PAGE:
The 2.0TDI with a CVT was not exactly a rocket either, but people really did seem to have good look at it. Maybe because it looks pretty good in white. Actually i’ve noticed a pretty big increase in white cars lately.

    The A5 looks nicer than the A6 though, apart from the horrible LEDs. On the other hand a friend of mine absolutely loves the LEDs..

  • avatar

    Overall a solid review, but I have to ask Jonny a question: did you try the transmission in ‘S’ mode?
    With my experience in a B7 A4 2.0t quattro, I’ve also had a number of complaints about the tiptronic transmission. The ‘D’ mode is absolutely frustrating and upshifts far too early, and coupled with the inability to get into — and stay in — the right gear while cornering, it’s pretty useless for spirited driving.

    That being said, with the transmission in ‘S’ mode, the car takes on an entirely new feeling. Upshifts happen later, downshifts happen earlier, and it always feels like the car’s in the correct gear for peak torque exiting a corner. The trade-off is poorer fuel economy, but the reward for the enthusiast driver is more than enough compensation in this driver’s opinion.

    For those wondering about a different AWD system or DSG trans, Audi (and VW) have historically stuck to the Torsen differential when using longitudinal engine configurations like in the A5, while the Haldex system has been more traditionally mated to transverse motors (TT, A3, R32, etc.) There is also no current DSG offering for longitudinal motors, but there’s supposed to be an S-Tronic offering for the B8 A4, so we’ll see how this plays out.

  • avatar

    It sure is gorgeous. But that’s where the good stuff ends.

    With front wheel drive and dodgy handling, it’s basically a fancy looking Accord coupe that costs $20K more. It’s not a performance vehicle of any kind. The AWD version is more money, more weight, more complexity, and more problems. No thanks.

    When I first saw the photos, I wanted one. But I’ll be keeping my 2005 330ci coupe for now, thanks.

  • avatar

    To Jason:
    While I agree that a true enthusiast would stay away from FWD — although Audi’s FWD seems to be a bit better than most) — I don’t want other readers to get the wrong impression about the AWD system based on your “more complexity, and more problems” comment. The Torsen-based quattro system is as bulletproof as they come. Audi certainly has historically had its reliability shortcomings, but its quattro AWD system has never been one of them. Sure, there’s added weight, but the added grip makes up for it. It sounds like you should get behind the wheel of one and throw it around before you jump to erroneous conclusions.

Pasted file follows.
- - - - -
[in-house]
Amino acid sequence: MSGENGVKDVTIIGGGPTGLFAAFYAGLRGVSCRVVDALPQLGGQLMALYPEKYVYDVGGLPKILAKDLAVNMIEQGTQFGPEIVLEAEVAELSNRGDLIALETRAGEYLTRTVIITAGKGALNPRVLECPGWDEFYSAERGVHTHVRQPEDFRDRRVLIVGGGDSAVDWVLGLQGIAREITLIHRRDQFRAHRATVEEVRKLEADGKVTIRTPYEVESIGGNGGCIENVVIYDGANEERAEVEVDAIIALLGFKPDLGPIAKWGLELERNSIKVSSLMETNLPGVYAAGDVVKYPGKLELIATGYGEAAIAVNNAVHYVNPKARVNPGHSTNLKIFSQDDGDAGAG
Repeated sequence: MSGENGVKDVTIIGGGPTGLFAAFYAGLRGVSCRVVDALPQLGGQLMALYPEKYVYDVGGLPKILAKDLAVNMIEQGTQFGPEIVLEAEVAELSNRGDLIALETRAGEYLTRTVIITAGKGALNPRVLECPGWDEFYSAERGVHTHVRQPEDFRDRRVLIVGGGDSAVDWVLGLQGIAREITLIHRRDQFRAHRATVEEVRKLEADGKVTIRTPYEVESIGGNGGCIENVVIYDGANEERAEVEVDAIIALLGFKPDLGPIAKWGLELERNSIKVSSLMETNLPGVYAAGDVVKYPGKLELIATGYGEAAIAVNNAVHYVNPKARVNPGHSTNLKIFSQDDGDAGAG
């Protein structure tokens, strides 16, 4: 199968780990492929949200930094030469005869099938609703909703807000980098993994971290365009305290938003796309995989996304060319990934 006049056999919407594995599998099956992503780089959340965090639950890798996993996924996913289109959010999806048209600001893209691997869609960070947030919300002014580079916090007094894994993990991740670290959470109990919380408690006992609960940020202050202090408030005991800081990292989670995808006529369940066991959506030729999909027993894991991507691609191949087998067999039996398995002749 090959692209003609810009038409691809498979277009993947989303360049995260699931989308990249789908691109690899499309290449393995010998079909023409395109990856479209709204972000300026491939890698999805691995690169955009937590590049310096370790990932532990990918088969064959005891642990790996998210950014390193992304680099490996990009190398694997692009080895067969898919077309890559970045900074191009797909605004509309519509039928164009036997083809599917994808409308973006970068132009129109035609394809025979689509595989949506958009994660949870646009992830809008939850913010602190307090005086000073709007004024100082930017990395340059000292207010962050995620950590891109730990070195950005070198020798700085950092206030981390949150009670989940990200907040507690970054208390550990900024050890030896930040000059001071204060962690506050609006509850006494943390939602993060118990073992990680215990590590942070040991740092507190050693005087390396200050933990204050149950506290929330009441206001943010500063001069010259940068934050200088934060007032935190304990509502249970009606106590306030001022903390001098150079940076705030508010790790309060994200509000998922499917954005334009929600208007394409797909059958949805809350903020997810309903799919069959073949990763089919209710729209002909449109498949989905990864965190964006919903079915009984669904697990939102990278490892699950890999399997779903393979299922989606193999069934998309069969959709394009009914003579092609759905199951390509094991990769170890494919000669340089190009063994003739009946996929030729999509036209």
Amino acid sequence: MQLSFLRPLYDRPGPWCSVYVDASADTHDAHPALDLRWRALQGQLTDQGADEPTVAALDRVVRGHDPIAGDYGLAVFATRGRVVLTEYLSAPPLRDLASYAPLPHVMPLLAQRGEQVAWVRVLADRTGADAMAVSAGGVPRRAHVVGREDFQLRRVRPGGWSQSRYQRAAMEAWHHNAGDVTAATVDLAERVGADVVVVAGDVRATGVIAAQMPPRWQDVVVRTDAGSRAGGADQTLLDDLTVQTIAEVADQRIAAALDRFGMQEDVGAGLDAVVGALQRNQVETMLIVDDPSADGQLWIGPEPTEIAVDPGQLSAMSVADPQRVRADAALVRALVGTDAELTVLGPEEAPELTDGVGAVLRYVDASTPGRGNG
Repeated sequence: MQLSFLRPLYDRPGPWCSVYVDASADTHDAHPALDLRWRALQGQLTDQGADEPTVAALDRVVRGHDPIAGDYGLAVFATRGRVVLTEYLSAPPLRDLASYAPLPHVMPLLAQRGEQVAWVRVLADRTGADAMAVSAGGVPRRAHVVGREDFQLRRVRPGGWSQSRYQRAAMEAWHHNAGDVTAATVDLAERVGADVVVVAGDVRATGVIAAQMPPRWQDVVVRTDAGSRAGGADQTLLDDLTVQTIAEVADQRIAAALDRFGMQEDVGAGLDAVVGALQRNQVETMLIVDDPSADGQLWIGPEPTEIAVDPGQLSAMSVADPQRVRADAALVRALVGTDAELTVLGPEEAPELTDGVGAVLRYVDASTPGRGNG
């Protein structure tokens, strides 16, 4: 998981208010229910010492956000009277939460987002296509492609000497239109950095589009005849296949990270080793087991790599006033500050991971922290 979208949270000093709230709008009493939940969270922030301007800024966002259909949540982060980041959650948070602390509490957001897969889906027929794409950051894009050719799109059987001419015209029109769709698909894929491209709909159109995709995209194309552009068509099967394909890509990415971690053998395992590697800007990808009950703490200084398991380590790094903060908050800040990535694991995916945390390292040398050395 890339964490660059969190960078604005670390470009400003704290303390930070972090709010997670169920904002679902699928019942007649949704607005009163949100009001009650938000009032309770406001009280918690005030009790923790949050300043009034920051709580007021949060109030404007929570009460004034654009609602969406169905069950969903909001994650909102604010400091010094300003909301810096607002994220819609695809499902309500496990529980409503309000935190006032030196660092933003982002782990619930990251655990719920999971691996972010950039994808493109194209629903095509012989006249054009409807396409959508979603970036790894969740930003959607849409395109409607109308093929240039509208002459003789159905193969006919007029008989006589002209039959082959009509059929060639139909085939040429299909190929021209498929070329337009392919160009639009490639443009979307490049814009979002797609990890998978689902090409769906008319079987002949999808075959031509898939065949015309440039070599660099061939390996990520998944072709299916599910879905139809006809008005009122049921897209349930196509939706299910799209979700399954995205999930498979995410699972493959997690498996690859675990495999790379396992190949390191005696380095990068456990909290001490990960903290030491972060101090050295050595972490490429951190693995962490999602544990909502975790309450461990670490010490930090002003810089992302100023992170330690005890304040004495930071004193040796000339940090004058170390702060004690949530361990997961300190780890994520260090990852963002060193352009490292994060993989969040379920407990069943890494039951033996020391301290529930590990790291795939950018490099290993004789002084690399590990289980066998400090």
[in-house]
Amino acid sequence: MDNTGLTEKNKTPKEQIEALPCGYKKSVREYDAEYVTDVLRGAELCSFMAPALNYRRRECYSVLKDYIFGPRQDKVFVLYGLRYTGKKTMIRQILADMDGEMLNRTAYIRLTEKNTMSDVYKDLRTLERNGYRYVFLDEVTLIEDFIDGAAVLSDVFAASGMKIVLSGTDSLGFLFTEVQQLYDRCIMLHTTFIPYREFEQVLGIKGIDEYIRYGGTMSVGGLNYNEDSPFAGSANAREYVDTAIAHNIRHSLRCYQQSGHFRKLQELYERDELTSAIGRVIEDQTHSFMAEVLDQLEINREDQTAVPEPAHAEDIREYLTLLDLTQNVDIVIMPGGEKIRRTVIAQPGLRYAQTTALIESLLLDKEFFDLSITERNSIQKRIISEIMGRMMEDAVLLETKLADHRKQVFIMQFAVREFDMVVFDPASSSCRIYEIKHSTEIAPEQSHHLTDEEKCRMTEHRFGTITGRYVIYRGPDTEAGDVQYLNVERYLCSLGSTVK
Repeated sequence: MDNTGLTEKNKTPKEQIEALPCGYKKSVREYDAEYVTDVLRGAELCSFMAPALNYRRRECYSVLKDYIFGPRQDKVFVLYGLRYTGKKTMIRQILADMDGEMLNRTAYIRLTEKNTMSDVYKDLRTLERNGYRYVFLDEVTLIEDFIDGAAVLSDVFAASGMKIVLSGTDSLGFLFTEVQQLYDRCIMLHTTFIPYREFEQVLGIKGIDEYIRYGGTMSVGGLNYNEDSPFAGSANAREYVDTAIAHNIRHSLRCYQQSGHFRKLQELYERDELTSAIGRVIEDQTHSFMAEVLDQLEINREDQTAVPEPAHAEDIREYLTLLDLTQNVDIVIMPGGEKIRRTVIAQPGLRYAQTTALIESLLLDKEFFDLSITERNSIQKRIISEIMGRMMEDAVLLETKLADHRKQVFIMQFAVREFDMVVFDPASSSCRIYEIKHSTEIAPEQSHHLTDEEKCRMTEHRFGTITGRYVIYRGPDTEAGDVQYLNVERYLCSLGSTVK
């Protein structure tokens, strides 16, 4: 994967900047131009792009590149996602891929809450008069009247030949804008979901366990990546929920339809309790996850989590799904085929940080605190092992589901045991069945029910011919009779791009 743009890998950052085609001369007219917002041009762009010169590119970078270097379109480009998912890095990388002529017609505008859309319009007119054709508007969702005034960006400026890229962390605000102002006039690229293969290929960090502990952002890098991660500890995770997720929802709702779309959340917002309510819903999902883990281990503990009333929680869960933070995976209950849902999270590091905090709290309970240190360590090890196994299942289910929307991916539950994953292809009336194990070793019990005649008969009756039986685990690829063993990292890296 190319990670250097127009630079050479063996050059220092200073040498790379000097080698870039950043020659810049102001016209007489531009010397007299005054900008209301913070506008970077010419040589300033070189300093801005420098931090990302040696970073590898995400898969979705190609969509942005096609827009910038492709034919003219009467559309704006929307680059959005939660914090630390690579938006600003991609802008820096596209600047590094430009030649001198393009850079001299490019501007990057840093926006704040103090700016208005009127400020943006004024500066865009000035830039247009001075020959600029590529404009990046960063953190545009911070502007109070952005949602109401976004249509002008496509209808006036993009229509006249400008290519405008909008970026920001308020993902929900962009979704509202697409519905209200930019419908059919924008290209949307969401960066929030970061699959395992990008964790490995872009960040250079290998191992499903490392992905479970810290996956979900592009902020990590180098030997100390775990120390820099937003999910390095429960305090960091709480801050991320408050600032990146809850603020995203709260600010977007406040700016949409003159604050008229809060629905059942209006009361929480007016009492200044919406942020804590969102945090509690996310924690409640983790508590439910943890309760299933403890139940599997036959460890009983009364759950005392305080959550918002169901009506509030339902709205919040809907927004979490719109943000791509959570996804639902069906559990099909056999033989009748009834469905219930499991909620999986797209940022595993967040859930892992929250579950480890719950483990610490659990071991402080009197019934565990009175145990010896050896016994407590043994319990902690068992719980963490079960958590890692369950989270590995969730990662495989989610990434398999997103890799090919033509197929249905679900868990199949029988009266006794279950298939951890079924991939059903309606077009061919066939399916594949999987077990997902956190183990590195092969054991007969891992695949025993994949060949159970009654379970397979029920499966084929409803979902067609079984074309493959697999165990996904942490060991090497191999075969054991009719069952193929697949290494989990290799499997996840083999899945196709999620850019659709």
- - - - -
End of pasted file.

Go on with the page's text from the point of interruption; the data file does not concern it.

• avatar

    “With front wheel drive and dodgy handling”….

    Note to anyone who’s not paying attention (Jason among them):

    The US A5/S5 is quattro AWD-only!! There’s no FWD version to purchase here.

    There’s also this to consider:

  • avatar
    johnny ro

    No offense to those who don’t like manuals, but I wonder what it is about driving they do like if they don’t like a manual that works well and is fun to drive.

    I drive 2002 A4 manual, half the time is hideous Boston roads and even worse, Boston drivers around me in heavy traffic.

    Its more fun than driving automatic.

    (the area seems to be littered with smashed down fence poles, mail boxes, and street signs, and even stone walls and brick knee walls, that don’t get repaired but that is a story for a different string)

    Its only no fun for me to drive manual when the car is not set up right, like my old 1.8t jetta. That thing lurched and leaned real bad, got rid of it after one year.

    Automatic is for when you don’t like to drive and/or are stuck doing it, or wish to be able to do non-driving things while driving, or all above.

    I await 2009 A4 and Mazda3.

  • avatar

    That huge gaping maw still looks garish.

  • avatar

    The HVAC controls bear an eerie resemblance to the ones in the 3-series.

    I’m curious as to why Audi chose to position this car against the 6-series, as opposed to the 3-series.

  • avatar

    Yep, those certainly are goofy looking wheels! The rest of it looks good. Sounds like it’s a little too “electronic” for my tastes, but that’s okay because I can’t afford it anyway!

  • avatar

    As long as there is 335i coupe on sale Audi has no chance competing with the A5/S5 in the enthusiast market. By the way the myth about Audi’s unbeatable interior quality is getting old. Compared to the A5 335 coupe has softer and more leather-like upper dash panel, way more softer lower dash panels, stitched leather door panels and passanger door handle (A5 with leather int vs 335i with leather int), inside surface of the door pockets is bolstered with a soft quality material (Audi has hard plastic), BMW-s M-Steering wheel has unbeatable bulky look and feel etc.

    A5 is beautiful, but unbangeled 335i coupe is a very nice looking desing also. BMW is sleek, Audi’s C-pillar makes it look fat at some angles. That’s why A5 needs at least 19-20 inch rims to look sexy (19’s on the pictures), to do the same 335 coupe only needs 18 inch wheels.

    Funny thing is that German car magazines have always bashed Lexus about having touch screen and lot of buttons around it and always praised one button control i-drive and the like. Now Audi MMI’s user friendliness has evolved to a stage that it has a sea of small buttons around the MMI main switch, which original idea was to get rid of all those buttons from the center console.

    Let’s not forget this legendary clip:
    Fifth Gear – Audi S5 vs BMW 335i
    This video says it all –
    Triumph of handling over power

    To be honest, this applies to all models when directly comparing BMW and Audi.

  • avatar

    I agree manual isn’t always best but I don’t see an issue with manuals in cities unless you have back problems or something.
    I saw an A5 in traffic a few weeks ago, I thought it had huge road presence, I wouldn’t have placed it in the same class as a 3er, seemed like a much larger car.